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News > World

US Calls for UN Vote on New North Korea Sanctions

  • The North Korea flag flutters next to concertina wire at the North Korean embassy in Kuala Lumpur, Malaysia March 9, 2017.

    The North Korea flag flutters next to concertina wire at the North Korean embassy in Kuala Lumpur, Malaysia March 9, 2017. | Photo: Reuters

Published 9 September 2017

North Korea conducted its sixth and largest nuclear test on Sunday.

The United States has formally requested the U.N. Security Council to vote on Monday on a draft resolution that would impose additional sanctions on North Korea, or the Democratic People's Republic of Korea, DPRK, for its missile and nuclear program. 

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Washington wants the Security Council to impose an oil embargo on the DPRK, ban its exports of textiles and the hiring of laborers abroad and to subject leader Kim Jong Un to an asset freeze and travel ban, according to a draft resolution seen by Reuters.

"This evening, the United States informed the UN Security Council that it intends to call a meeting to vote on a draft resolution to establish additional sanctions on North Korea on Monday, September 11," the U.S. Mission to the United Nations said in a statement.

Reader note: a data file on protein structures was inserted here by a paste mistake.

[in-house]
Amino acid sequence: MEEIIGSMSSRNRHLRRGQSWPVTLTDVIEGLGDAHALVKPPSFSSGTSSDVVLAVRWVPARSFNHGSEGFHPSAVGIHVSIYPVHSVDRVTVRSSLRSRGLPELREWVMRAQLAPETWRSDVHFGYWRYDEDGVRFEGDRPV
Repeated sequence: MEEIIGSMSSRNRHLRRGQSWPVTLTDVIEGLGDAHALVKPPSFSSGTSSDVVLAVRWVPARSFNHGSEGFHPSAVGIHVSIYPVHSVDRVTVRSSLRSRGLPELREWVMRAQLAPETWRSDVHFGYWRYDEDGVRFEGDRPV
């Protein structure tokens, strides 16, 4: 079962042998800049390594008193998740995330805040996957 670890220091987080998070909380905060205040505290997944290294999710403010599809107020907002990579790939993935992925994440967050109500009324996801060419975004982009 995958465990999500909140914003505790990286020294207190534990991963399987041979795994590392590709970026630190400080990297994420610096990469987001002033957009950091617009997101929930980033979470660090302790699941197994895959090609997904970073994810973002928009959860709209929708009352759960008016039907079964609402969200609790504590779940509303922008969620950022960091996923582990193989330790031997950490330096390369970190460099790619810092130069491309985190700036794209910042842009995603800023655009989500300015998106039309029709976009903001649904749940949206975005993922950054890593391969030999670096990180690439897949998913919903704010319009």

It was not immediately clear which version of the text would be voted on and how DPRK allies China and Russia would vote. 

Russian Foreign Minister Sergei Lavrov said that it was too early to draw conclusions about the final form of the U.N. resolution, Russia's Interfax news agency quoted Lavrov as saying at a news conference on Friday.

A Security Council resolution needs nine votes from the 15 Security Council members in favor and no vetoes by permanent members Britain, the United States, France, Russia or China to pass.

A senior U.S. official said on Friday night that Russia and China may oppose the measures as a whole, except for the ban on imports of DPRK textiles.

The DPRK conducted its sixth and largest nuclear test on Sunday, saying it was a hydrogen bomb that could be fitted onto a missile. 

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It also tested a string of missiles this year, including one flying over Japan and two intercontinental ballistic missiles, ICBMs, that appeared to bring much of the mainland U.S. into range.

The United States said it wants tougher sanctions to be imposed to "maximize pressure" on Pyongyang in order to end its nuclear and missile programs. 

But Chinese officials have privately expressed fears that imposing an oil embargo could risk triggering massive instability in its neighbor.

On Thursday, the DPRK pledged to take "powerful counter measures" to respond to U.S. pressure or any new sanctions against it. 

"We will respond to the barbaric plotting around sanctions and pressure by the United States with powerful counter measures of our own," Pyongyang said in a statement by its delegation to an economic forum in Vladivostok, Russia.

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